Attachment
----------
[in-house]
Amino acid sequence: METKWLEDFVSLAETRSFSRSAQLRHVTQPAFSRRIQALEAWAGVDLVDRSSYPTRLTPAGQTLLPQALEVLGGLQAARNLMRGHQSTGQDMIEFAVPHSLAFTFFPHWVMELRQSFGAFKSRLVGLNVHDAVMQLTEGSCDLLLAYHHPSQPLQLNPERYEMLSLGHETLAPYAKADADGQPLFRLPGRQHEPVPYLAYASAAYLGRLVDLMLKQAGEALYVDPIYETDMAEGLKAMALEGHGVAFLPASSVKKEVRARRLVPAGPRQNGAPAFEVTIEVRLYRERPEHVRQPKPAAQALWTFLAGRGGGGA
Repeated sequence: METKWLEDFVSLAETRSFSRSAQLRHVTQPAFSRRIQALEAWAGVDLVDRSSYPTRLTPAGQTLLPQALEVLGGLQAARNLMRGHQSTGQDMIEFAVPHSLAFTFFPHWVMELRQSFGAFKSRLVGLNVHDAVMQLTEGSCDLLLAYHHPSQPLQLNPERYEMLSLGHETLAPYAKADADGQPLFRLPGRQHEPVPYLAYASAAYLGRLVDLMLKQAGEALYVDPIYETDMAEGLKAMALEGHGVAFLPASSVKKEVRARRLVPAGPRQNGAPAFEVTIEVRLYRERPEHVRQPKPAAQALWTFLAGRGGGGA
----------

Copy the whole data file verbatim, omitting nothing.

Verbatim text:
[in-house]
Amino acid sequence: METKWLEDFVSLAETRSFSRSAQLRHVTQPAFSRRIQALEAWAGVDLVDRSSYPTRLTPAGQTLLPQALEVLGGLQAARNLMRGHQSTGQDMIEFAVPHSLAFTFFPHWVMELRQSFGAFKSRLVGLNVHDAVMQLTEGSCDLLLAYHHPSQPLQLNPERYEMLSLGHETLAPYAKADADGQPLFRLPGRQHEPVPYLAYASAAYLGRLVDLMLKQAGEALYVDPIYETDMAEGLKAMALEGHGVAFLPASSVKKEVRARRLVPAGPRQNGAPAFEVTIEVRLYRERPEHVRQPKPAAQALWTFLAGRGGGGA
Repeated sequence: METKWLEDFVSLAETRSFSRSAQLRHVTQPAFSRRIQALEAWAGVDLVDRSSYPTRLTPAGQTLLPQALEVLGGLQAARNLMRGHQSTGQDMIEFAVPHSLAFTFFPHWVMELRQSFGAFKSRLVGLNVHDAVMQLTEGSCDLLLAYHHPSQPLQLNPERYEMLSLGHETLAPYAKADADGQPLFRLPGRQHEPVPYLAYASAAYLGRLVDLMLKQAGEALYVDPIYETDMAEGLKAMALEGHGVAFLPASSVKKEVRARRLVPAGPRQNGAPAFEVTIEVRLYRERPEHVRQPKPAAQALWTFLAGRGGGGA